My Wedding Anniversary, My Divorce Anniversary, and Me.

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It’s just a day now. But once, it meant something. It was the reminder of a wedding day that neither of us enjoyed- having had far too little money to make it what we wanted and being inundated with the anxieties caused by difficult relatives and a sudden storm at the start of an outdoor ceremony. We told each other, and everyone else, that it was the marriage and not the wedding that counted.

I wonder sometimes if we kept repeating it to convince ourselves.

Now another anniversary rolls around. The date that I filed for divorce, an easy enough date to remember. Then, the date that my divorce was finalized, 9 months to the day of the filing.

No one seems to celebrate those anniversaries, the dates that marked the days we changed our lives. Do we feel, secretly, like it’s a failing? After all, people tend to judge marital longevity as a marker of success. Divorce is seen as a failure while staying inside of a bad marriage can be merited as an achievement.

But what does it achieve to stay stuck in a mistake? What possible success can be measured in living a life that is so much less than what it could be? Sure, relationships are tough. But not all relationships are healthy. Some are even toxic. And too many people stay, not because they are determined to make it work, but because they are afraid of change.

Let’s face it: change is terrifying. It can be intimidating to look at the possibility of a future that is different from the one we planned. I pushed a double stroller into the clerk’s office to file for my divorce with no job and no idea of what I would do next. Don’t think that it was anything less than brave. I wasn’t quitting. I wasn’t giving up. I was choosing to make the best of a bad situation by taking actual steps to change my life.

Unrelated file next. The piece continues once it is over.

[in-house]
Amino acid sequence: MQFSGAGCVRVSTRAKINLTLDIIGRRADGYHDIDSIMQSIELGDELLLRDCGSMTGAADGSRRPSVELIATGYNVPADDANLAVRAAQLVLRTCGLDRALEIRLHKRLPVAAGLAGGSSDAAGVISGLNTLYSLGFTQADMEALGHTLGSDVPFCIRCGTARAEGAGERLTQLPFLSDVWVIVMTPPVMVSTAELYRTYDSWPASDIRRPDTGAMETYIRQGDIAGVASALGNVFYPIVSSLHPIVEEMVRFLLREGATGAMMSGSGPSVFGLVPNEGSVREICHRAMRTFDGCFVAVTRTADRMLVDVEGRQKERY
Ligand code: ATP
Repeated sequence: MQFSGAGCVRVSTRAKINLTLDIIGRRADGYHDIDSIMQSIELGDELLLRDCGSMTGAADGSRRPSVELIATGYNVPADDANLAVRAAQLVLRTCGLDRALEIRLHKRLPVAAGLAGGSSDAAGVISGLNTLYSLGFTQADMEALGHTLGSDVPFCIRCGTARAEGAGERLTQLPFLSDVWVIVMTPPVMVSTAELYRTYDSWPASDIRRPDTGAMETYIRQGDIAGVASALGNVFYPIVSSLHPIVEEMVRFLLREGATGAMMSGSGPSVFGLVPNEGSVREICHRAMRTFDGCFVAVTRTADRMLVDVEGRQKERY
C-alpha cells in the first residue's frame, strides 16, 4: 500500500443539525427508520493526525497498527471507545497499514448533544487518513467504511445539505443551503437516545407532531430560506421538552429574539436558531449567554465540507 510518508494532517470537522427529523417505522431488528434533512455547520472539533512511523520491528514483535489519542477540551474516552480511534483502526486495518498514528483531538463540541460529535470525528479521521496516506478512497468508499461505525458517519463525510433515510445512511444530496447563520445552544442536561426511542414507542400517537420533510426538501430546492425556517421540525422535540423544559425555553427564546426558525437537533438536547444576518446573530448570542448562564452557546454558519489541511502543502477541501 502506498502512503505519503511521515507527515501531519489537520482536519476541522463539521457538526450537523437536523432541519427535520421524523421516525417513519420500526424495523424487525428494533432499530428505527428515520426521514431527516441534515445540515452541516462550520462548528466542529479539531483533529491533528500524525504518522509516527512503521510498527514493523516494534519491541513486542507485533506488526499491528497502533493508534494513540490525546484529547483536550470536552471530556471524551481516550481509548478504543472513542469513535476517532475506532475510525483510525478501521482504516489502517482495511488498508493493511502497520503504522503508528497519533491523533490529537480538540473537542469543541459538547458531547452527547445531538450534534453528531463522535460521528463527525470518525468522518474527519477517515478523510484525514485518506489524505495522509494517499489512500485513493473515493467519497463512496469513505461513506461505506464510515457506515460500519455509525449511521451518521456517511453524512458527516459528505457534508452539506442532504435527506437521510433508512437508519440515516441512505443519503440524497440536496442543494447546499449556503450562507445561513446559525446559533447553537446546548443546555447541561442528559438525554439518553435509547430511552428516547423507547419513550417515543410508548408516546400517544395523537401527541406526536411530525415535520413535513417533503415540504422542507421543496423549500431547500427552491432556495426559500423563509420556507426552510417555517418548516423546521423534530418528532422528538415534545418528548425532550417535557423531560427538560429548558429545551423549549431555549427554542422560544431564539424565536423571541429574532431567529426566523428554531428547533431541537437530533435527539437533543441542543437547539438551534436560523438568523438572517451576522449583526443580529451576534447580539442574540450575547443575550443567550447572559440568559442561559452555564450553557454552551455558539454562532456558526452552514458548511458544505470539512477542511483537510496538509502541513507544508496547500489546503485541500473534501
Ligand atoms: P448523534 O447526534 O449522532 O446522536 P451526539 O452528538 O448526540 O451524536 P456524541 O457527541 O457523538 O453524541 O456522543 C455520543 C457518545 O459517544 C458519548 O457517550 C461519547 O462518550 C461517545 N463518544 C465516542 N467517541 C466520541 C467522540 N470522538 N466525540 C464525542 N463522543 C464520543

I thought I would pop champagne the moment my divorce was final, but I sat there staring at the one piece of paper that freed me of that relationship. I felt sorry for the happy girl that walked down the aisle toward it once. I felt sad for the disappointment she would face, that I was facing then.

Now when that date rolls around, that divorce anniversary, I remember the courage it took to free myself. I remember how hard I fought to save that relationship and then how hard I fought to save myself and create a better life for my children. It doesn’t make me sad to pass the wedding anniversary that has become just another day on the calendar, and I don’t feel like a failure when I pass the dates that signify the life changes I made.

I feel brave. I feel empowered. I feel free. And I know, in my bones, that I am stronger and capable of so much more than I ever imagined. I took a life I had carefully planned and burned it down to build one that better suited me. I let that give me strength and courage as I face struggles now.

There was a wedding anniversary, a divorce anniversary, and me. My life in legal papers. And it does not define me. No more than it defines someone else who achieved another year in a relationship they would be better served to leave.

We are more than that. And every year as those dates pass, I remember what was and what could be. I did not fail. I chose and chose again. As you can now. As I will again. I don’t let it hurt me. I let it remind me of how very strong I’ve always been, just in case I’ve allowed myself to forget.

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